Unique Melody is a company with ambition. After years as an audiophile's secret, the high-end Chinese custom IEM maker is coming to the UK in conjunction with specialist distributor AmpCity. It is arriving with a bang. In March it announced four premium models: the £405 dual driver Marvel, the £475 triple driver Aero, £575 quadruple driver Mage and mind numbing six driver £775 Miracle (and they've just added a five driver model as well, the Merlin). We'll have a review of the Mage for you shortly, but today it is the turn of the Aero.
It may be the entry level model, but with a current asking price of £455 (plus £20 to get some moulds of your ears taken) it is fair to set expectations high. Initial impressions suggest these will be met. Like any custom moulded in-ear monitor (IEM) the snag is you cannot try before you buy, but put your money where your mouth is and Unique Melody will let you choose any colour and any artwork you like inclusive in the price.
For our review sample we chose the colour British Racing Green and the astronomical symbol for Mercury (spot the speed theme). Once decisions are made you visit a local audiologist (map guide here) to have your impressions taken, then there is a waiting time of three to four weeks while the monitors are made.
Build quality is good. Like most customs, Unique Melody uses a hard-shell which results in an extremely accurate reproduction of your mould's impression and the Mercury symbol we requested was precisely engraved with a clean finish. Being hard the shell itself has no give (more of which later), but it is translucent letting you see the mechanics inside – a nice touch its intended audiophile target market will no doubt enjoy.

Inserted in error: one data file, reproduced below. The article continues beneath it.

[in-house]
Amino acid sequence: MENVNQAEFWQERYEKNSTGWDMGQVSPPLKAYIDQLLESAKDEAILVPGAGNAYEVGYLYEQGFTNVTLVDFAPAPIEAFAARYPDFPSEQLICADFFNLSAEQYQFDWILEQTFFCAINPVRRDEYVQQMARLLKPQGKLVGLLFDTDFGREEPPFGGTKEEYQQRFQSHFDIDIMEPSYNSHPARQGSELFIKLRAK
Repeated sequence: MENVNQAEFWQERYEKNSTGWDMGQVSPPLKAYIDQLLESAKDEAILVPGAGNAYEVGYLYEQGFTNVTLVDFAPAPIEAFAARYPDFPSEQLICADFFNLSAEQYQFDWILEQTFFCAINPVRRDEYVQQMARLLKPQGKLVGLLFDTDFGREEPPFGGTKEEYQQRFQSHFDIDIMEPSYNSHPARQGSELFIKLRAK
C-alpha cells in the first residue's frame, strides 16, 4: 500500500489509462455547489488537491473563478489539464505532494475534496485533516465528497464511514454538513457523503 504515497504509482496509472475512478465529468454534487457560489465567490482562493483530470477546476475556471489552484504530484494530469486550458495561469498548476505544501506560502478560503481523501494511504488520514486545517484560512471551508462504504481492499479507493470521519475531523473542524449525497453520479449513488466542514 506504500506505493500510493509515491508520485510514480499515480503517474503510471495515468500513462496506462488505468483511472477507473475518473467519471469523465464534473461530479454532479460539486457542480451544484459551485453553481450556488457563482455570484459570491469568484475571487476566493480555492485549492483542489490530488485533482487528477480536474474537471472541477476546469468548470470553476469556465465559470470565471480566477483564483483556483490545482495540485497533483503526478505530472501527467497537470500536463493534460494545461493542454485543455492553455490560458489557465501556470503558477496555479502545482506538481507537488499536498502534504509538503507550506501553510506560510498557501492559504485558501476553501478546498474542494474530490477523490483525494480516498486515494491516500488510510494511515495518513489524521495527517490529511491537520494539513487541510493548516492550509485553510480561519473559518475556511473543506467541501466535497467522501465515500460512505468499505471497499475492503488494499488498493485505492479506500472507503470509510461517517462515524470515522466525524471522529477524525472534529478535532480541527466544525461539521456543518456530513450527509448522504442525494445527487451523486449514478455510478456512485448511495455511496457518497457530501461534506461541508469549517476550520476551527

Unique Melody also uses detachable cables which means should anything happen to their cable it can be easily replaced. The cable is surprisingly thin so it does tangle easily, but the braded texture means it should prove hardwearing and results in minimal microphony. Accessories include a leather carrying pouch, a cleaning tool for removing any ear wax that gets stuck in the monitors (grim, but useful) and a presentation hard case made of stiff cardboard with a magnet seal which is finished in pink (though admittedly more red than it appears in the photo).
If the pink case will divide option, however, that is nothing compared to the audio performance...